Members of the University and College Union at six colleges will walk out for two days next week, in the first wave of strikes this year over pay.
At the same time, staff at a further 26 colleges are being balloted on possible action in the future.
“Staff in FE colleges have seen their pay systematically eroded in recent years and are being paid £7,000 less than schoolteachers,” said Matt Waddup, UCU head of policy and campaigns.
“While the government must take the blame for their failure to invest in further education, colleges can and must do more to support their staff,” he said.
He warned that strikes are likely to continue into 2019 “until colleges show that they are at last prioritising their staff”.
The six colleges affected by the walk-outs on November 28 and 29 are Bath College, Bradford College, Croydon College, Lambeth College, New College Swindon and Petroc.
Ballots on action over pay at 26 more colleges will open on November 28, and close on December 19.
FE Week reported last month that UCU members in more than 100 colleges across the country had been balloted since August, but had been frustrated by trade union laws which stipulate a minimum of 50 per cent turnout before they can act on the results.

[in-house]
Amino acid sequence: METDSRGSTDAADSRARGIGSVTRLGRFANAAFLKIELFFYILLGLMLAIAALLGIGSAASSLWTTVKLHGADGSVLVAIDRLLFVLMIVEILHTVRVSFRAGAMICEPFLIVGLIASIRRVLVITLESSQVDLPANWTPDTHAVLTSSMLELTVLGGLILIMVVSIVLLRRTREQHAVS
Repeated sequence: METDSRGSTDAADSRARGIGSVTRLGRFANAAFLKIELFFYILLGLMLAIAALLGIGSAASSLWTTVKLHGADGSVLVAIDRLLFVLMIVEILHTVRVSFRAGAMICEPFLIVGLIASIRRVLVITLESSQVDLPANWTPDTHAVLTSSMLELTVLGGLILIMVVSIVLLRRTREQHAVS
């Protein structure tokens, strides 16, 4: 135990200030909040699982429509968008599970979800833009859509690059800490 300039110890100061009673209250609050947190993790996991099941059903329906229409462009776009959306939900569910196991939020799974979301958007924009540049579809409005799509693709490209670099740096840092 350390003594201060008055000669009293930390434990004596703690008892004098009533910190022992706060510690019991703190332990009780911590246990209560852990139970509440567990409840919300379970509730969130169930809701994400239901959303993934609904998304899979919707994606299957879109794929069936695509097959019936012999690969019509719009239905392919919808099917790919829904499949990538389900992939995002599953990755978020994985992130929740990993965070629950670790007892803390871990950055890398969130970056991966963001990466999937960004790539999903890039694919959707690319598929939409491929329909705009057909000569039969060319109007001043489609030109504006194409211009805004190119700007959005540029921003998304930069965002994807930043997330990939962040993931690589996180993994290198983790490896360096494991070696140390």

At the time, 85 per cent of members across 107 colleges that voted said they would strike, but only four colleges had met the threshold for action.
College staff are unhappy about proposals put forward by the Association of Colleges, which represents college leadership, over pay for 2018/19.
They were left bitterly disappointed in July when the AoC said it was unable to recommend a salary increase of five per cent, and was instead only able to propose a “substantial pay package” over two years dependent on government funding.
The UCU described the proposal as “bizarre” at the time and warned that an immediate solution was needed if colleges wanted to avoid strikes in the autumn.
No such action has since been forthcoming and the government has outright refused to provide the funds needed to increase staff pay – even though it was able to increase school teacher pay by 3.5 per cent.
The AoC’s chief executive, David Hughes, was furious about this and launched a new louder strategy by holding a “week of action” where students, staff, parents, employers, and stakeholders were asked to “advocate for colleges”, including a march on parliament to demand more funding.